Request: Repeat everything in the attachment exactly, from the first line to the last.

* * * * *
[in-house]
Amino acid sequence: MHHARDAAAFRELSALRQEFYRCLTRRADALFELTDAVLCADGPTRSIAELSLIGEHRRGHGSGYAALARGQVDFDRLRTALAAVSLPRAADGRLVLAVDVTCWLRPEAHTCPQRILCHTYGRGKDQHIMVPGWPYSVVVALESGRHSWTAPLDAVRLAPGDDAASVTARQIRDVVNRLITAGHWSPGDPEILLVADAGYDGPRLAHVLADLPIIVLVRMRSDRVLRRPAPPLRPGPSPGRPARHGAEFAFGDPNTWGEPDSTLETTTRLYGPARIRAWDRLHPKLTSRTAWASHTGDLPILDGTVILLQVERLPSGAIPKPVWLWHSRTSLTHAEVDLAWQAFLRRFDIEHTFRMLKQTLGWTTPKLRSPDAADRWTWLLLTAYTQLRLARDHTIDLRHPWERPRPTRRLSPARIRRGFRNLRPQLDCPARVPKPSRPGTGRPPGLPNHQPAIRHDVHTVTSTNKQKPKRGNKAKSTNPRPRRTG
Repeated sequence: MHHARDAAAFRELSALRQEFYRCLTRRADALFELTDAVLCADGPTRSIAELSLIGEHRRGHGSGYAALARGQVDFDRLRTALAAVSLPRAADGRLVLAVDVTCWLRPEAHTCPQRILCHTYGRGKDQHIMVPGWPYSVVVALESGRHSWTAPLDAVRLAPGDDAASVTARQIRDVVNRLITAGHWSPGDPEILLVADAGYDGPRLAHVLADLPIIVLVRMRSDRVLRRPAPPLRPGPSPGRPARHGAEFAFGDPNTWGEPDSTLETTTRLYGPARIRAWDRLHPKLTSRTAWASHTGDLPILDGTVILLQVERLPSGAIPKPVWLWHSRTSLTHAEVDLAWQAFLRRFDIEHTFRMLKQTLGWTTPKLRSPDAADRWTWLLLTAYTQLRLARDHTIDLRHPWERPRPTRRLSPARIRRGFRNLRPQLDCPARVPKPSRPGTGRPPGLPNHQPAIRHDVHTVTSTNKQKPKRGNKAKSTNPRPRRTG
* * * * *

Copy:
[in-house]
Amino acid sequence: MHHARDAAAFRELSALRQEFYRCLTRRADALFELTDAVLCADGPTRSIAELSLIGEHRRGHGSGYAALARGQVDFDRLRTALAAVSLPRAADGRLVLAVDVTCWLRPEAHTCPQRILCHTYGRGKDQHIMVPGWPYSVVVALESGRHSWTAPLDAVRLAPGDDAASVTARQIRDVVNRLITAGHWSPGDPEILLVADAGYDGPRLAHVLADLPIIVLVRMRSDRVLRRPAPPLRPGPSPGRPARHGAEFAFGDPNTWGEPDSTLETTTRLYGPARIRAWDRLHPKLTSRTAWASHTGDLPILDGTVILLQVERLPSGAIPKPVWLWHSRTSLTHAEVDLAWQAFLRRFDIEHTFRMLKQTLGWTTPKLRSPDAADRWTWLLLTAYTQLRLARDHTIDLRHPWERPRPTRRLSPARIRRGFRNLRPQLDCPARVPKPSRPGTGRPPGLPNHQPAIRHDVHTVTSTNKQKPKRGNKAKSTNPRPRRTG
Repeated sequence: MHHARDAAAFRELSALRQEFYRCLTRRADALFELTDAVLCADGPTRSIAELSLIGEHRRGHGSGYAALARGQVDFDRLRTALAAVSLPRAADGRLVLAVDVTCWLRPEAHTCPQRILCHTYGRGKDQHIMVPGWPYSVVVALESGRHSWTAPLDAVRLAPGDDAASVTARQIRDVVNRLITAGHWSPGDPEILLVADAGYDGPRLAHVLADLPIIVLVRMRSDRVLRRPAPPLRPGPSPGRPARHGAEFAFGDPNTWGEPDSTLETTTRLYGPARIRAWDRLHPKLTSRTAWASHTGDLPILDGTVILLQVERLPSGAIPKPVWLWHSRTSLTHAEVDLAWQAFLRRFDIEHTFRMLKQTLGWTTPKLRSPDAADRWTWLLLTAYTQLRLARDHTIDLRHPWERPRPTRRLSPARIRRGFRNLRPQLDCPARVPKPSRPGTGRPPGLPNHQPAIRHDVHTVTSTNKQKPKRGNKAKSTNPRPRRTG